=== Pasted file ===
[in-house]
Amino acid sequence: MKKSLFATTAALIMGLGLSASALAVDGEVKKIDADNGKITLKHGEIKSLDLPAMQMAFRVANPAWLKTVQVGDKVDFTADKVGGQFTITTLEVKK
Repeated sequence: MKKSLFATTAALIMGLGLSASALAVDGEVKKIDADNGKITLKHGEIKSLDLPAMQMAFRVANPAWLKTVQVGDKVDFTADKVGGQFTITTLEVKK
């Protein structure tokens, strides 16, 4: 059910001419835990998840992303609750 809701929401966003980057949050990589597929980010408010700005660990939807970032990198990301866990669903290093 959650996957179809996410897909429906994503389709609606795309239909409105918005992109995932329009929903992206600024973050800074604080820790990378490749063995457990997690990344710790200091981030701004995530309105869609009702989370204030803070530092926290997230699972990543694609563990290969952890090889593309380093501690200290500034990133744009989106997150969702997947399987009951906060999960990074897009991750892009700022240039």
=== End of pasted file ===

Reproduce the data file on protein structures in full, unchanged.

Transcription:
[in-house]
Amino acid sequence: MKKSLFATTAALIMGLGLSASALAVDGEVKKIDADNGKITLKHGEIKSLDLPAMQMAFRVANPAWLKTVQVGDKVDFTADKVGGQFTITTLEVKK
Repeated sequence: MKKSLFATTAALIMGLGLSASALAVDGEVKKIDADNGKITLKHGEIKSLDLPAMQMAFRVANPAWLKTVQVGDKVDFTADKVGGQFTITTLEVKK
């Protein structure tokens, strides 16, 4: 059910001419835990998840992303609750 809701929401966003980057949050990589597929980010408010700005660990939807970032990198990301866990669903290093 959650996957179809996410897909429906994503389709609606795309239909409105918005992109995932329009929903992206600024973050800074604080820790990378490749063995457990997690990344710790200091981030701004995530309105869609009702989370204030803070530092926290997230699972990543694609563990290969952890090889593309380093501690200290500034990133744009989106997150969702997947399987009951906060999960990074897009991750892009700022240039």